The proof can be found at https://arxiv.org/pdf/quant-ph/0005115.pdf, the original paper by Dür, Vidal and Cirac. It shows that, if you consider a pure 3-qubit entangled state (that is, a 3-qubit pure state which is not biseparable) and every other pure 3-qubit entangled state it can be converted into via stochastic LOCC (SLOCC: a LOCC operation with a non-zero probability of success), this set of states will be one of two disjoint sets. Members of one set cannot be transformed via SLOCC into members of another. One set contains the W state, the other the GHZ state, so they are commonly referred to as the W class and GHZ class.
There is no single, universal definition of a "maximally entangled state" of 3 qubits - both the GHZ and W can be considered maximally entangled in different senses. (Note however that it is not true (as one might wonder, by analogy with the 2-qubit case) that a GHZ can be reliably converted (i.e., with probability 1, LOCC rather than SLOCC) to any member of the GHZ class. Likewise with the W.)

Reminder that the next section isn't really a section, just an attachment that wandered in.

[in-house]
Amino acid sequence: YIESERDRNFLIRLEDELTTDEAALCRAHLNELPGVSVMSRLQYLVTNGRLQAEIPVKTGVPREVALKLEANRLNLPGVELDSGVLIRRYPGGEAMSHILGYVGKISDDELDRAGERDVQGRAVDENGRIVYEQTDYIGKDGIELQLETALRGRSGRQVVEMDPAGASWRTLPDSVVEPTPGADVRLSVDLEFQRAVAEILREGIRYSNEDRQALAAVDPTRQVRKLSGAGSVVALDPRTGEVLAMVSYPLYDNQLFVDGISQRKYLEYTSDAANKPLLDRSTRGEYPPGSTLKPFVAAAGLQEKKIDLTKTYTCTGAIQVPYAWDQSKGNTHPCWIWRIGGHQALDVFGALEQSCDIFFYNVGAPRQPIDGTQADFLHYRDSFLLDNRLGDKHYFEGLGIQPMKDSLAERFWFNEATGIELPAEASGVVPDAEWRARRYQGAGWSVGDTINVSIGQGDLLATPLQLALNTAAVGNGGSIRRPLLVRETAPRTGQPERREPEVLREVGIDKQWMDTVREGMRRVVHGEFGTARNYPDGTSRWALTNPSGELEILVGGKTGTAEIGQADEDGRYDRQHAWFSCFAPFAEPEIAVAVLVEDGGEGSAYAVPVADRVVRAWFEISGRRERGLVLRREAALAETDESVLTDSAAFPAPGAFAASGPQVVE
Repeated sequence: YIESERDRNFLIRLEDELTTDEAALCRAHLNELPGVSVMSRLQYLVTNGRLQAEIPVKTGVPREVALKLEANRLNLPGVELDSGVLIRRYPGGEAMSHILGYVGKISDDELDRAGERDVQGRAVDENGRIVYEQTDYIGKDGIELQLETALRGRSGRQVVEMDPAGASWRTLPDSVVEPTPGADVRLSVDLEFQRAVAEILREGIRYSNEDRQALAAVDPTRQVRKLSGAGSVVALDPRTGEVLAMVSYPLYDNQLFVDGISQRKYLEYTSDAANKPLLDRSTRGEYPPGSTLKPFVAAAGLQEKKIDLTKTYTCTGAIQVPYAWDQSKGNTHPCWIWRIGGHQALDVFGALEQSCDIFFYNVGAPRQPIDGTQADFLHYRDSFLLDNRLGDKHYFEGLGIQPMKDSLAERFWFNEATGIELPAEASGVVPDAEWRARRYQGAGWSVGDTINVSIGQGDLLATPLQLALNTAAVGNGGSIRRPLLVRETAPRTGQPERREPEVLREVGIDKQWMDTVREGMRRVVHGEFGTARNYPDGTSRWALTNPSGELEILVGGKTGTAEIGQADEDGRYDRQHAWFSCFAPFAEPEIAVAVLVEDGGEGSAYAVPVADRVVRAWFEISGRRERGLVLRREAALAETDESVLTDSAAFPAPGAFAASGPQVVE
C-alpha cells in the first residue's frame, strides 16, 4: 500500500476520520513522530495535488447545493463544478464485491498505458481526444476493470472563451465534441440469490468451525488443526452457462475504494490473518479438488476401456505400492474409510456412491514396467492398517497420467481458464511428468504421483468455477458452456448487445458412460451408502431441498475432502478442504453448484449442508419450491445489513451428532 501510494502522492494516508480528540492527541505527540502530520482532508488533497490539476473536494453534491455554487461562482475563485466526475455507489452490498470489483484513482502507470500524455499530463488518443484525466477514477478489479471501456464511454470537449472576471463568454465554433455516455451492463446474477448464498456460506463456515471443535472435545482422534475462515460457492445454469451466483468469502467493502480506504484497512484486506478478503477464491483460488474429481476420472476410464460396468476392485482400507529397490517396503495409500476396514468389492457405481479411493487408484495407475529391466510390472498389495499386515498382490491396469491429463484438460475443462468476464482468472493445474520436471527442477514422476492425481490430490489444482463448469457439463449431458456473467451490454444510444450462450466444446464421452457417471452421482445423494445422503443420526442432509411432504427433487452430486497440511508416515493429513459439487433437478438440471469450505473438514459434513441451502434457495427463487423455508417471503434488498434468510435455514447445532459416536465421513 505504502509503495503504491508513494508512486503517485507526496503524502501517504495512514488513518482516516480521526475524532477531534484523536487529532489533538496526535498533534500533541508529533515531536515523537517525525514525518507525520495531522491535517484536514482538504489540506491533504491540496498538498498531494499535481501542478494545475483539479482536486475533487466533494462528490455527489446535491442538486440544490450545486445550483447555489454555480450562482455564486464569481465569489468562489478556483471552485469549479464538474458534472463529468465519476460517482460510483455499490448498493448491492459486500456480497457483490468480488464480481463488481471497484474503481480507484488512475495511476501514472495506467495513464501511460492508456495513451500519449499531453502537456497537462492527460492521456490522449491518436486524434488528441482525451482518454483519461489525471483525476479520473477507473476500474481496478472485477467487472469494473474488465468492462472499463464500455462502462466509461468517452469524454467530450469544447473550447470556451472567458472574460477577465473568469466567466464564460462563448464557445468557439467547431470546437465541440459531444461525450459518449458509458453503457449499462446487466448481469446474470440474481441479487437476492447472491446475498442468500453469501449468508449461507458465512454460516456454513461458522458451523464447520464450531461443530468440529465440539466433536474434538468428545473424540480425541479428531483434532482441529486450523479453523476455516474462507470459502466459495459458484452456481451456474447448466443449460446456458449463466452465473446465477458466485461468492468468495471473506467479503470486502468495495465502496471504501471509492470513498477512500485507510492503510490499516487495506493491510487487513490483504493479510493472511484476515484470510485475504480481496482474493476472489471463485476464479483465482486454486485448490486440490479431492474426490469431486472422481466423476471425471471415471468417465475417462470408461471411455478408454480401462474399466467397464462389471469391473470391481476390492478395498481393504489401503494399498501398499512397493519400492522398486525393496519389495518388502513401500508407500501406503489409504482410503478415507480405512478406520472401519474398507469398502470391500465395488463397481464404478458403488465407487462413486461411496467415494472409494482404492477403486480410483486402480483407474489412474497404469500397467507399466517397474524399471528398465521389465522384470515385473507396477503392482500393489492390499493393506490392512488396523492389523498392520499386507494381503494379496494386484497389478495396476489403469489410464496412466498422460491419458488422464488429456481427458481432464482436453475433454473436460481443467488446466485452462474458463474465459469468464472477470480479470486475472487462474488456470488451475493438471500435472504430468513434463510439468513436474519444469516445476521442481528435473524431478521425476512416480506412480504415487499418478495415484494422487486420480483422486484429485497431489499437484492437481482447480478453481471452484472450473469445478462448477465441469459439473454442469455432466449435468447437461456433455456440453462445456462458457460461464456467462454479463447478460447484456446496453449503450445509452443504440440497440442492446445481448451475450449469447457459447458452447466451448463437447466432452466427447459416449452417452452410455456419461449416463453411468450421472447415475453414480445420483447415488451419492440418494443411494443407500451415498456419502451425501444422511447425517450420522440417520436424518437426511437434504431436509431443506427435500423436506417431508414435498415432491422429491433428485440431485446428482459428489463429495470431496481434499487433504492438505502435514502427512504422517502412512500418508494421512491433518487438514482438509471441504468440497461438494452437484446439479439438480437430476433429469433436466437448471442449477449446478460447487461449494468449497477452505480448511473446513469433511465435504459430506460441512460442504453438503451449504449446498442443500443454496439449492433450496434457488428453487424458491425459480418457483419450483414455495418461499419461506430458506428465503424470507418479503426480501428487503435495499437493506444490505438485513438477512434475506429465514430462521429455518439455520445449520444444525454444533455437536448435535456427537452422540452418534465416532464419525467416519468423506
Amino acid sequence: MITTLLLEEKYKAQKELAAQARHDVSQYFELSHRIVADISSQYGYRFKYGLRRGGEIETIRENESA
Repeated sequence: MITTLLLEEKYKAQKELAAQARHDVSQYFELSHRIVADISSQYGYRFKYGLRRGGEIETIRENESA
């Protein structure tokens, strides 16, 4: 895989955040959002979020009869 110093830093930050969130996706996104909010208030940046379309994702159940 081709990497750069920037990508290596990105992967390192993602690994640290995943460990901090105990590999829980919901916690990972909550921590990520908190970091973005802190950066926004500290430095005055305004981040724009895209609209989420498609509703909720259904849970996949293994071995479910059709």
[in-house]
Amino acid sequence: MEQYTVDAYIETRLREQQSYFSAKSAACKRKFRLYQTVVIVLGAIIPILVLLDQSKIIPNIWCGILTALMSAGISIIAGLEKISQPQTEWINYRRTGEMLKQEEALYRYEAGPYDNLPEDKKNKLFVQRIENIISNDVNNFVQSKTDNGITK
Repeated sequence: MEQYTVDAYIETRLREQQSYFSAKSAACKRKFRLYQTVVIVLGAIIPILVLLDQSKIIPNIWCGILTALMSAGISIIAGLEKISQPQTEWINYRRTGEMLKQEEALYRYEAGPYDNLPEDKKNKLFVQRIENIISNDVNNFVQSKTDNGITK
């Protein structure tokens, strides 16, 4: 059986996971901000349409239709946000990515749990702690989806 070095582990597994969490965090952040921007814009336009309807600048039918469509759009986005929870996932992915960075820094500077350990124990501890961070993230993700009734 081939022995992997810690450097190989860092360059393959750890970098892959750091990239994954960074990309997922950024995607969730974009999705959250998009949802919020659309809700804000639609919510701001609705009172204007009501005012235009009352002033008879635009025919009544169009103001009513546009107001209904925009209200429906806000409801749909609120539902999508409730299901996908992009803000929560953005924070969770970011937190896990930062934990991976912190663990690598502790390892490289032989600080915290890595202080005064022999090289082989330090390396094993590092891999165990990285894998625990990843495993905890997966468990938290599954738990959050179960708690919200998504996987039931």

So, as the paper proves, there are only two classes of pure 3-qubit entangled states where a class is defined by SLOCC-interconvertability. Of course, that's not the only kind of 3-qubit state, or indeed the only way to define a class of state.